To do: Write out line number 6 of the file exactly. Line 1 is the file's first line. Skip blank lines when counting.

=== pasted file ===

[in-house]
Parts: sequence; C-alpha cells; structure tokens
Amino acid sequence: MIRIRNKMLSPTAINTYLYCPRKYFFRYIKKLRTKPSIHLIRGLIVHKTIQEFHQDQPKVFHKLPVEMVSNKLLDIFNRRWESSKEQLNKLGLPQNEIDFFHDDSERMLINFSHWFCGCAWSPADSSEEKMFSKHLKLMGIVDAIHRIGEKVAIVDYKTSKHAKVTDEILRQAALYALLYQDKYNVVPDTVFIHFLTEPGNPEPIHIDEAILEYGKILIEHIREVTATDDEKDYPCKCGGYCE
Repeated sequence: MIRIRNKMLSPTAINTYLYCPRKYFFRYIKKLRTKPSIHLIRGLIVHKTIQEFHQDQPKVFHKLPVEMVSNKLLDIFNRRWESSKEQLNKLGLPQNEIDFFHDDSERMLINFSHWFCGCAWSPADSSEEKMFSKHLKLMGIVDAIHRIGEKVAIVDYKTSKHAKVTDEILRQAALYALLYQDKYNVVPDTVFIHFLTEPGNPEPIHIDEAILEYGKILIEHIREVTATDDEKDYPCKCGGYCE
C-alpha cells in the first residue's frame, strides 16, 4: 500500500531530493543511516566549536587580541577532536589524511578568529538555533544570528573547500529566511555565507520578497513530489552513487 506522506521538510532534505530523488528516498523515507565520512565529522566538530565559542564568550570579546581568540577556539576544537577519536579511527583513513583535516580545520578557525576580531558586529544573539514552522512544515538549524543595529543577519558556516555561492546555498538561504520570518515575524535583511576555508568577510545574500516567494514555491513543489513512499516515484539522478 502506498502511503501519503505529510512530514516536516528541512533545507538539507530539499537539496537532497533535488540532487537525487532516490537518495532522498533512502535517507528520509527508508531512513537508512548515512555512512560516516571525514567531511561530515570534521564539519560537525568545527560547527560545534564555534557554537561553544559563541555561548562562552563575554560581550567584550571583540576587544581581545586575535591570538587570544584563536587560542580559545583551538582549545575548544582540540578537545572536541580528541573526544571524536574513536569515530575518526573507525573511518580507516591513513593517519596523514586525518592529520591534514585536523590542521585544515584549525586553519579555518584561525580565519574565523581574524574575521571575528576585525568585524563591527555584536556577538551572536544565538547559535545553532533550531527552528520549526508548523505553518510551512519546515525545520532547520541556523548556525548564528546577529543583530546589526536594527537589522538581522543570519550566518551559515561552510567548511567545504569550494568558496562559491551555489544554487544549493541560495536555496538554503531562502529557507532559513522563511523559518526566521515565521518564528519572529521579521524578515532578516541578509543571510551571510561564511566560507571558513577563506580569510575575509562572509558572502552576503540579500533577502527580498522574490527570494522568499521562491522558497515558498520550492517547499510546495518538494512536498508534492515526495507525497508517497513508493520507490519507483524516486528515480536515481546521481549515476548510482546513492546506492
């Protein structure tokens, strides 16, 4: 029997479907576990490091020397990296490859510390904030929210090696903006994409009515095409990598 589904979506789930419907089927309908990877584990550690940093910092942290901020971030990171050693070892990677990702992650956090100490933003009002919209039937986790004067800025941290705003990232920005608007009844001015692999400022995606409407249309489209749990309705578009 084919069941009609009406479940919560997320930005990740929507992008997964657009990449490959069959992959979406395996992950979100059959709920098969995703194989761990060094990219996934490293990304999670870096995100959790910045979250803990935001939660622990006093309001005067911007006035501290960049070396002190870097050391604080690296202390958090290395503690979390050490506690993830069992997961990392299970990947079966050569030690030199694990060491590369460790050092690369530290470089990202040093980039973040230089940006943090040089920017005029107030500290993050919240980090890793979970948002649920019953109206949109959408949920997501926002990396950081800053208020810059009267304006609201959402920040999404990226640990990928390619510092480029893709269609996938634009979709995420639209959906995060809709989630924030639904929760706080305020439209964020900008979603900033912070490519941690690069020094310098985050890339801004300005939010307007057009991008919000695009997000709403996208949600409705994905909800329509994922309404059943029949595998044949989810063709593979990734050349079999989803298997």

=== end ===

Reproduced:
């Protein structure tokens, strides 16, 4: 029997479907576990490091020397990296490859510390904030929210090696903006994409009515095409990598 589904979506789930419907089927309908990877584990550690940093910092942290901020971030990171050693070892990677990702992650956090100490933003009002919209039937986790004067800025941290705003990232920005608007009844001015692999400022995606409407249309489209749990309705578009 084919069941009609009406479940919560997320930005990740929507992008997964657009990449490959069959992959979406395996992950979100059959709920098969995703194989761990060094990219996934490293990304999670870096995100959790910045979250803990935001939660622990006093309001005067911007006035501290960049070396002190870097050391604080690296202390958090290395503690979390050490506690993830069992997961990392299970990947079966050569030690030199694990060491590369460790050092690369530290470089990202040093980039973040230089940006943090040089920017005029107030500290993050919240980090890793979970948002649920019953109206949109959408949920997501926002990396950081800053208020810059009267304006609201959402920040999404990226640990990928390619510092480029893709269609996938634009979709995420639209959906995060809709989630924030639904929760706080305020439209964020900008979603900033912070490519941690690069020094310098985050890339801004300005939010307007057009991008919000695009997000709403996208949600409705994905909800329509994922309404059943029949595998044949989810063709593979990734050349079999989803298997």